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Privacy Rights For Public Employees Essay

1018 words - 4 pages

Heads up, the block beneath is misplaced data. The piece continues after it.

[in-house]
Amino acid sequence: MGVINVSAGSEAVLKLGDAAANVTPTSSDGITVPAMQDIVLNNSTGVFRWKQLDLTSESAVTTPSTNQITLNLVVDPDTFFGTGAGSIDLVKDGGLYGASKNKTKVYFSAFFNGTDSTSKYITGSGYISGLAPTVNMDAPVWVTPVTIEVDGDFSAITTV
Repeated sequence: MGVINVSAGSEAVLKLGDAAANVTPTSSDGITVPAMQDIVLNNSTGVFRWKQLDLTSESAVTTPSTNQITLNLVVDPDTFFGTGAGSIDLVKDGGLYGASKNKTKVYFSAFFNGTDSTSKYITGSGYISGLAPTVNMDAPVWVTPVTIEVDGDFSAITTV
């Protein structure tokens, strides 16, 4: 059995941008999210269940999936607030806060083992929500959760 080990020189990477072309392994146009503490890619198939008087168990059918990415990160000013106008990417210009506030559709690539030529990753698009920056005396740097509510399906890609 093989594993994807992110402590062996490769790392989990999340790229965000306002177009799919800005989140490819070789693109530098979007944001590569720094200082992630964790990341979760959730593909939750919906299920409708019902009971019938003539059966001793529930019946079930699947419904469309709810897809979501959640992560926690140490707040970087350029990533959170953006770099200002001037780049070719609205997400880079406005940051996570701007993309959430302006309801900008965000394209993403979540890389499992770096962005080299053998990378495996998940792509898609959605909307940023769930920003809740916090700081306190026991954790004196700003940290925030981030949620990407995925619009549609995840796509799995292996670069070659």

Constitutional RightsThe Fourth Amendment to the U.S. Constitution guarantees a reasonable expectation of privacy to all citizens as well as protection from unwarranted search and seizures of personal property. However because the Constitution addresses only actions against individuals by the state, there is a gaping hole of ambiguity left as it pertains to a citizen's rights as an employee within an organization. According to the American Civil Liberties Union, private businesses, especially those whose employees do not belong to unions, are free to violate the privacy of their employees with little worry of reprisal (American Civil Liberties Union [ACLU], 1998). Though many states have tort laws guaranteeing individual privacy from other individuals, very few states in the U.S. have laws in place which protect employee privacy (ACLU, 1998). Of the five states in which McBride Financial Services operates, there are no state employment laws or regulations which govern or even address employee privacy rights, leaving the interpretation of employee civil rights in the hands of private business owners.As a mortgage broker handling sensitive personal information such as credit reports, income, and social security numbers to name a few, McBride Financial Services has a responsibility to its clients to maintain confidentiality. Does this mean then, that employees of McBride Financial Services should be subject to any measure of surveillance and/or monitoring which the company feels is prudent to ensure professional treatment of its client's personal information? Where does an individual's right to privacy end and an employer's right to guarantee quality of work begin? The employees of McBride Financial Services could certainly expect to have their backgrounds and credit reports checked prior to employment particularly because of the nature of the business. It is reasonable as well to expect that email will be monitored, as email is a tool used for employee communication within an organization (Rich, 1995). However, monitoring telephone conversations in the interest of "quality assurance" rings a bit false, given the fact that not every call is monitored and it is reasonable for an employer to expect that an employee who spends 40 hours per week in the office, may at some point have to be contacted at work regarding a personal matter such as medical test results. In this instance, it would indeed be an invasion of privacy if personal medical issues were overheard on a company telephone and subsequently used to terminate employment without explanation or disclosure; it would also, depending on the nature of the medical issues, cross over into the American Disabilities Act would indeed be a federal violation.Following a citizen's right to privacy in the Fourth Amendment is the right to protection from unreasonable search and seizure. As a secure financial services provider, McBride handles confidential information; therefore, in an effort to deliver the...

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